- The Washington Times - Friday, September 7, 2001

NEW YORK Gustavo Kuerten won't be sketching any hand-drawn hearts at the U.S. Open and the Deco Turf hard courts aren't the only reason.
In a surprisingly lethargic performance, Kuerten, the world's top-ranked player, fell to Yevgeny Kafelnikov 6-4, 6-0, 6-3 in a quarterfinal match yesterday afternoon at Arthur Ashe Stadium.
With the victory, Kafelnikov advanced to tomorrow's U.S. Open semifinal his second where he will face the winner of the late match between Andy Roddick and Lleyton Hewitt.
"I could not even realize that I was going to be here again in the semifinal before the tournament [began]," said Kafelnikov, the No. 7 seed. "It's still a long way to win the title. But to get through five steps and to have two steps left to winning another major is great."
For Kuerten, the loss was the latest in a long series of subpar showings in Grand Slams held outside of France. A three-time champion at Roland Garros and the tour's undisputed clay court king, Kuerten has struggled miserably on other surfaces, failing to advance past the Wimbledon and U.S. Open quarterfinals and the Australian Open's second round.
"Clay definitely makes him unbeatable because when he has time, he prepares groundstrokes better than anybody," Kafelnikov said, referring to Kuerten's exaggerated backswing. "If you're not on top of your form, you've got
no chance beating him because he just dominates you.
"But it seems to me that on the fast surface, he doesn't have that few seconds which is necessary to create his own game like he does on clay."
Indeed, yesterday's match did little to diminish Kuerten's reputation as a one-surface Slam contender. Famous for drawing a giant heart on Roland Garros' red clay following his third French Open title in June, Kuerten again wielded his racket like an artist's brush only this time, he looked more like Jackson Pollock, splashing the court with 31 unforced errors.
Many of those mishits came during a surreal mid-match stretch that saw the 24-year-old Brazilian drop 11 straight games, five of them on serve.
Down 1-0 in the second set, Kuerten yanked a backhand wide to drop a break. Two games later, he let out a frustrated squeal as a forehand sailed long to put him in a 4-0 hole. And in the very next game, Kuerten watched helplessly as Kafelnikov served out four consecutive points to take a 5-0 lead.
During the ensuing changeover, the usually effusive Kuerten buried his face in a towel, while Kafelnikov nonchalantly sipped water from a paper cup.
"I didn't really feel myself into the game," Kuerten said. "Everything was like twice difficult for myself today: to run, to serve, to play my shots. And maybe a little bit of everything, being a little bit tired and then him playing well and a little bit of pain here and there."
Kuerten's tepid play was even more surprising given his recent hard court results. Kuerten entered the U.S. Open with a 10-match win streak, one that saw him triumph at the Tennis Masters Series at Cincinnati and reach the final at Indianapolis before retiring with a rib injury.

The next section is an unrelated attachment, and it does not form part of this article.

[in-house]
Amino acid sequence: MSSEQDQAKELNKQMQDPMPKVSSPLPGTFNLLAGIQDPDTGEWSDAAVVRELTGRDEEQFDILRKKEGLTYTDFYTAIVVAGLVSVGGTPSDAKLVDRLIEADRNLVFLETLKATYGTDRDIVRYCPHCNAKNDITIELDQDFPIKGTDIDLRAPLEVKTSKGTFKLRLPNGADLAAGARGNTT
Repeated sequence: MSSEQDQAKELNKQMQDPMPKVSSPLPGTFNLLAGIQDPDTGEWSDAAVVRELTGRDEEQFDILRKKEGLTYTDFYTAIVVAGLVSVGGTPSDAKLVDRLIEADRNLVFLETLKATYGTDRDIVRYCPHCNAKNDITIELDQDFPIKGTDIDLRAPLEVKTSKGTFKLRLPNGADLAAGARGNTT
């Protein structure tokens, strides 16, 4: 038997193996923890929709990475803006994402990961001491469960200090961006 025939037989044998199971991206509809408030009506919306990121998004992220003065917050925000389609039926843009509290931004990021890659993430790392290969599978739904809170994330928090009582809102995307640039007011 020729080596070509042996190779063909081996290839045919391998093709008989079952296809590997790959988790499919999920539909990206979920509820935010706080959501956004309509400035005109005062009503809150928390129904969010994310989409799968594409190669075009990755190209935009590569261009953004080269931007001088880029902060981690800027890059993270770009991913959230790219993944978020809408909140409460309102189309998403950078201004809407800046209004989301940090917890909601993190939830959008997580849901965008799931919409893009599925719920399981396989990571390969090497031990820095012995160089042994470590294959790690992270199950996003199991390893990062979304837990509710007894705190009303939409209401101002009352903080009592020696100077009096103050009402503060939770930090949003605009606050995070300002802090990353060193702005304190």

He also overcame a two-set deficit to defeat serve-and-volley specialist Max Mirnyi in the tournament's third round.
"I feel disappointed and I feel frustrated," Kuerten said. "But also maybe tonight I can have a good dinner, drink one beer, go out. If I win, I didn't have this chance. That's the good part."
While Kuerten flailed, Kafelnikov played efficient and composed tennis, winning 82 percent of his first serve points while holding serve for the entire match.
A two-time Grand Slam winner (1996 French Open, 1999 Australian Open) and perennial top-10 player, Kafelnikov has long been one of the tour's cleanest hitters, renowned for his powerful groundstrokes. Nevertheless, the 27-year-old Russian had struggled against Kuerten, particularly in Grand Slam quarterfinals.
In the 1997 French Open, Kafelnikov took a two-sets-to-one lead over Kuerten only to lose in five sets. Three years later, he did it again. And at Roland Garros this spring, Kafelnikov fell to Kuerten in four sets.
"Even though the score was 6-4, 6-0, 6-3, I was a little nervous inside," Kafelnikov said. "I knew how important the match is for me. I just didn't want to have previous experience happen to the match like it did in the French Open, where I'm having the match in my hand and just not able to close out."
Closing out wasn't an issue in the first set, as Kafelnikov fended off three deep Kuerten forehands before slicing a backhand winner to earn a break and the set.
As the ball caught the line, Kafelnikov pumped his fist, then hop-stepped his way to his sideline chair.
"Obviously, the key was winning the first set," Kafelnikov said. "Once I did that, I knew at least I was going to be [around] for a little bit longer time than in the previous matches. He wasn't going to dominate me like he did in the French Open."
Kafelnikov also attacked the net on more than one occasion no mean feat for a noted baseliner winning 25 of 35 net approaches.
After the match, he said his newfound aggressiveness stemmed from a conversation with television commentator and former player John McEnroe.
"I talked to Mac a few times in the [TV] booth," Kafelnikov said. "He was actually giving me a hard time, [saying], 'How come such accomplished player like you are doesn't serve and volley as much as other guys?' "
If Kafelnikov advances to Sunday's final, he could face countryman, semifinalist and defending champion Marat Safin in what would be the first all-Russian final in Grand Slam history.
"That would be great," Kafelnikov said. "I don't want to even look that far ahead at the moment. I'm just happy to be a part of Super Saturday. That's all."


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